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Excessive sports drink consumption can lead to pathological tooth loss

Friday, August 7   Posted in Uncategorized  by admin  Tagged #dental decay, #sports drinks, #tooth erosion

soft drinks

Sports drinks have been increasing in demand for the past decade and people have become addicted to their use whether they perform exercise and physical activities regularly or merely on weekends. People have made it their habit to consume energy drinks several times in a day and they always express the feeling of fullness and agility in their body after drinking these tonics. People think these drinks are essential for completing their daily requirements of calories and 

they feel tired and lethargic if they miss these daily doses. Recent research has shown that these energy and sports drinks contain plenty of sugar content in the form of refined carbohydrates and synthetic sugars which can seriously cause damage to natural human teeth. In addition to dental problems, increased sugar intake can cause weight gain, obesity and greater risk of development of hypertension and cardiovascular disorders.

An average energy drink contains approximately thirteen or more tea spoons of synthetic sugars as part of the overall composition. This huge sugar content can undergo breakdown within the oral cavity providing rich source of nutrients to caries causing microorganisms resulting in de-mineralization of tooth enamel and increases the incidence of dental decay and tooth erosion. Tooth erosion occurs following decrease in Ph values in the mouth due to sugar breakdown. It has been observed that people like to sip these fizzy beverages in spite of taking them down their throat as a whole. This sipping habit serves to provide continuous acidic content to tooth surfaces further increasing chances of dental decay and enamel erosion. The following article thoroughly describes various health hazards caused by consumption of energy sports drinks related to dental health as well as general health.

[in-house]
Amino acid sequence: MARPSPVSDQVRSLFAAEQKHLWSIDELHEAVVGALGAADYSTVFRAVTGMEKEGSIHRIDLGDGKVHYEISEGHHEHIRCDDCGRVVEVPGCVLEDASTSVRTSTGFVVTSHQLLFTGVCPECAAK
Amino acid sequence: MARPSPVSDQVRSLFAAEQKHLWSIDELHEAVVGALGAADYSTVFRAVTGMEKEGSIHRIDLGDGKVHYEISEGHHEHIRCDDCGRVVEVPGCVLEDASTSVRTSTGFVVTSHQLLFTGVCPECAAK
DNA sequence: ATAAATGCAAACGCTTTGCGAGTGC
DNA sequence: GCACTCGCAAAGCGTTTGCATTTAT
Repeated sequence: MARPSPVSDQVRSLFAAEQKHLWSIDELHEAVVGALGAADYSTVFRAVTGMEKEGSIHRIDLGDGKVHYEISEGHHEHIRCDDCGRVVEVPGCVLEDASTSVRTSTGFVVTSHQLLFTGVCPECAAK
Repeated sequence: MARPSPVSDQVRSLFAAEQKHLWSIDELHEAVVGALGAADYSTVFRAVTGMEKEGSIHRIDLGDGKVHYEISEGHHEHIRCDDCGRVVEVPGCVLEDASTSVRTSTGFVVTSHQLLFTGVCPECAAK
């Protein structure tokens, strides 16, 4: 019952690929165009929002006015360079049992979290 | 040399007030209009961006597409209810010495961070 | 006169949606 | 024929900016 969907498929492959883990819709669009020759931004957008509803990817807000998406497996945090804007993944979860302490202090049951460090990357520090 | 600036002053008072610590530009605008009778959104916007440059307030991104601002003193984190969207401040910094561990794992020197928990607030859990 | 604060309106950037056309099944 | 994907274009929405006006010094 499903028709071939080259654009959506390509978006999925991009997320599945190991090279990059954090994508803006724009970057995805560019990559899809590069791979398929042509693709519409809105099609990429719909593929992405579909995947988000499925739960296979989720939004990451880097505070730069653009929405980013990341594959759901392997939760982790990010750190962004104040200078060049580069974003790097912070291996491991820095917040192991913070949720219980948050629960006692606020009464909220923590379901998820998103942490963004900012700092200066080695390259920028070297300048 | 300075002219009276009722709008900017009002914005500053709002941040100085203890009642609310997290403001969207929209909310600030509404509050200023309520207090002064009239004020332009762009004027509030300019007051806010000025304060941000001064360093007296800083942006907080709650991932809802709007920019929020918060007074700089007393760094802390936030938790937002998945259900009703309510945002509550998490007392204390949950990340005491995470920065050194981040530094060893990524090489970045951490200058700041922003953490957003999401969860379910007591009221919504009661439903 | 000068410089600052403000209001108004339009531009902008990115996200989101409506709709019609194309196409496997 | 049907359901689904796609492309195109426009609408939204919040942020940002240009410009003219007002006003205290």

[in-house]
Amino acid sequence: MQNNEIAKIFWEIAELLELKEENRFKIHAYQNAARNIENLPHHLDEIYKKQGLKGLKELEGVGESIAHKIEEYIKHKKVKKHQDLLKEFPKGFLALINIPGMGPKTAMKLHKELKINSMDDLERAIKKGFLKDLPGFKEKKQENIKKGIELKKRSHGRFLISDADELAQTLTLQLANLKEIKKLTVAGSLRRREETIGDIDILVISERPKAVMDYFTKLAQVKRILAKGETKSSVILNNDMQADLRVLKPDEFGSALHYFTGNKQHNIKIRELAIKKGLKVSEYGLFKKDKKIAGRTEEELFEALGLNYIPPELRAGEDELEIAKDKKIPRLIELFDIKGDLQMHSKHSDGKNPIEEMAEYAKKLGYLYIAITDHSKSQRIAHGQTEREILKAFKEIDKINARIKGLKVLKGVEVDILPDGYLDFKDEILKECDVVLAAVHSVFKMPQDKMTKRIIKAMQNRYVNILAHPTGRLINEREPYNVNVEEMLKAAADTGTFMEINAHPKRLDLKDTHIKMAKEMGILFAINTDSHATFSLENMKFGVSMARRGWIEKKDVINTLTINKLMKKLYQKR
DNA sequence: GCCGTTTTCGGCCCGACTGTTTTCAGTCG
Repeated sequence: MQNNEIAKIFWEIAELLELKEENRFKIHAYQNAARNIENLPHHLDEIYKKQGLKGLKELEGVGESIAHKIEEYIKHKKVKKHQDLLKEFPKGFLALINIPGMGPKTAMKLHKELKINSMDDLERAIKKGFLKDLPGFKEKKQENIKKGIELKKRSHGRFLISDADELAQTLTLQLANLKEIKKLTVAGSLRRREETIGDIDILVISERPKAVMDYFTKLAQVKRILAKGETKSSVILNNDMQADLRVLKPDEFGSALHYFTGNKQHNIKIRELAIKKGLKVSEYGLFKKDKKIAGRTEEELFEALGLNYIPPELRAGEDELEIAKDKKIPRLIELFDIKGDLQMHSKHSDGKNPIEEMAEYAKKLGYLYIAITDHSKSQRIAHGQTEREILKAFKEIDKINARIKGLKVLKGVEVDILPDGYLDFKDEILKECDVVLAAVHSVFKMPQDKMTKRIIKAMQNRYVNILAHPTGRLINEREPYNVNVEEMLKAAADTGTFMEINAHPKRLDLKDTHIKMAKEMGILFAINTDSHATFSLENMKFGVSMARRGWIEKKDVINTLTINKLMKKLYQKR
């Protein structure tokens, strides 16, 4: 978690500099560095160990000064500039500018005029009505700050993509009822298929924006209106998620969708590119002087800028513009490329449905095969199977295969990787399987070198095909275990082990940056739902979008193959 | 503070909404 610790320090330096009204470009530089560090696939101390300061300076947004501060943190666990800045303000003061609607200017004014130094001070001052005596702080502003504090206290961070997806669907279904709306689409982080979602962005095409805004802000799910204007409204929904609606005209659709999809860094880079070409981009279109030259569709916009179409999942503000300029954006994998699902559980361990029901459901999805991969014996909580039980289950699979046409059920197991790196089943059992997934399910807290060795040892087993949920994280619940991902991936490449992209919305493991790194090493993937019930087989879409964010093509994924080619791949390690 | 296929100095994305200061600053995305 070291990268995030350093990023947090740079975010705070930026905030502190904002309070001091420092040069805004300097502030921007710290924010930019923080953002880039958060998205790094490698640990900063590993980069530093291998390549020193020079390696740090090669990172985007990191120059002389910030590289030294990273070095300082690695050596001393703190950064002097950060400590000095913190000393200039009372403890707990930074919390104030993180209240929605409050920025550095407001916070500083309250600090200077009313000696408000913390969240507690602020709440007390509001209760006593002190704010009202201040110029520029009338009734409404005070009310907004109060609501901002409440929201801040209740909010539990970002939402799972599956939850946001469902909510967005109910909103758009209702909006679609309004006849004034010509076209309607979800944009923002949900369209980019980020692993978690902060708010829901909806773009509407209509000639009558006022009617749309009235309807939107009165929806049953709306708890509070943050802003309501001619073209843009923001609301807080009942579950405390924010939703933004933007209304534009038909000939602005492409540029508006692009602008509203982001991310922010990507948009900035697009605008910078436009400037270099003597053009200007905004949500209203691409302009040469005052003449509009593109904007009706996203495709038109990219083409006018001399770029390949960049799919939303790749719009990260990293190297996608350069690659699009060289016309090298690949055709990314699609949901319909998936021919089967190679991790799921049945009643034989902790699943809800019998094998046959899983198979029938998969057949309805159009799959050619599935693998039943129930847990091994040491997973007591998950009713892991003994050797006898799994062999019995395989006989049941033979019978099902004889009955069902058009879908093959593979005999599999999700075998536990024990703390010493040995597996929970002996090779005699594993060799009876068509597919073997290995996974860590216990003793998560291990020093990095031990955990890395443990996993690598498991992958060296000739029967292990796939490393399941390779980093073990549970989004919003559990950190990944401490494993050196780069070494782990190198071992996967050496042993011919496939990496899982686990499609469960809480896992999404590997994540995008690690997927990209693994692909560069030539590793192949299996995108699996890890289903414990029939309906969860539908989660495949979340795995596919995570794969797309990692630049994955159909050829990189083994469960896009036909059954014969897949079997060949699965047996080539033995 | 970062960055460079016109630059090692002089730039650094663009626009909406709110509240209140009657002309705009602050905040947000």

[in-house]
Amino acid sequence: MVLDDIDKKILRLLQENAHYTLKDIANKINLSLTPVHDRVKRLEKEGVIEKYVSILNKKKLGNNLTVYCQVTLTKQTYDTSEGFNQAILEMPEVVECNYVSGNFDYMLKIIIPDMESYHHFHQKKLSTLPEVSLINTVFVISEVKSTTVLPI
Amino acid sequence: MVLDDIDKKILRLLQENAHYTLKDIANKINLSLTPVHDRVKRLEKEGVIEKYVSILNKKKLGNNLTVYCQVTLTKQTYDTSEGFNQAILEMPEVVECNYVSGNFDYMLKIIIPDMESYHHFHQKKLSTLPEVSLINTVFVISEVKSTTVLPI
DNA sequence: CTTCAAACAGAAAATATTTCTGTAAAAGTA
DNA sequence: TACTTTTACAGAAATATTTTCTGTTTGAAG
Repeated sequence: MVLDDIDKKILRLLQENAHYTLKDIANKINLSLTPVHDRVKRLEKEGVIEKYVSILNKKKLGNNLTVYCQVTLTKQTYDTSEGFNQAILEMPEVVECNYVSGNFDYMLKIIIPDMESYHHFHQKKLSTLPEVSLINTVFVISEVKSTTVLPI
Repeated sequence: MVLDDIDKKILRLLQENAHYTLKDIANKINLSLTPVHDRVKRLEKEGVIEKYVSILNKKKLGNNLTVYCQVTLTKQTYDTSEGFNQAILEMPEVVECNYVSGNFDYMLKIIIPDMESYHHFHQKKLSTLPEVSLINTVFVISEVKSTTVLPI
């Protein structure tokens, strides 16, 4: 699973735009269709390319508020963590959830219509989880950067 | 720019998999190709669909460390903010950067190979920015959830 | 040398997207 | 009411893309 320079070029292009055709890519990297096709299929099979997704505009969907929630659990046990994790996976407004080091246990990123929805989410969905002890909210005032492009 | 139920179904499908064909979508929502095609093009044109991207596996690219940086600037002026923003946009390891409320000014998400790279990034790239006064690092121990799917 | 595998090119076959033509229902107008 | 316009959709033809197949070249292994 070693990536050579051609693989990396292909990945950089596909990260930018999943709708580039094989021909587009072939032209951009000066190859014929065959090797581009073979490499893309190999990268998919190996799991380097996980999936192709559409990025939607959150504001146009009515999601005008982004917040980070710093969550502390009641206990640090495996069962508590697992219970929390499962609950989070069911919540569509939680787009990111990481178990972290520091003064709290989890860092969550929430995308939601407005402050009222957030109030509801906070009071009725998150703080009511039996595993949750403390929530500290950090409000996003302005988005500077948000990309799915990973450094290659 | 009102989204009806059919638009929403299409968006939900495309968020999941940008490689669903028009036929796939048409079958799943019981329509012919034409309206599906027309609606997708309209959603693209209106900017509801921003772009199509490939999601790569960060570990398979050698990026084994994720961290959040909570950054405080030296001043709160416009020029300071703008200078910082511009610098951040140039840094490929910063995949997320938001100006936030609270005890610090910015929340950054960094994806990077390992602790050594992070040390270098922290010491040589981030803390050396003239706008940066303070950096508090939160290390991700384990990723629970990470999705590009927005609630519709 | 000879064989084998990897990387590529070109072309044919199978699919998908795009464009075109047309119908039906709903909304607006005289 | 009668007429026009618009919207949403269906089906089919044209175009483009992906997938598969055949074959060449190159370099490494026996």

“Not only are sports drinks acidic and high in sugar, but people tend to sip on them frequently during exercise rather than consuming them all at once. This increases the time that teeth are exposed and leaves them vulnerable to dental damage,” said Dr Alldritt.

“Sports drinks are designed for elite athletes and not the average weekend warrior. Frequent use can cause teeth erosion and increase your risk of tooth decay. We are alarmed that people consume these drinks even when they’re not exercising – when they are working at their desk or watching TV. Water should be the choice for hydration,” Dr Alldritt added.

“Like other sugary beverages such as soft drinks and energy drinks, the excess sugar in sports drinks can lead to weight gain and increase your risk of serious health problems such as type 2 diabetes, some cancers, heart and kidney disease and stroke,” Mr Sinclair said.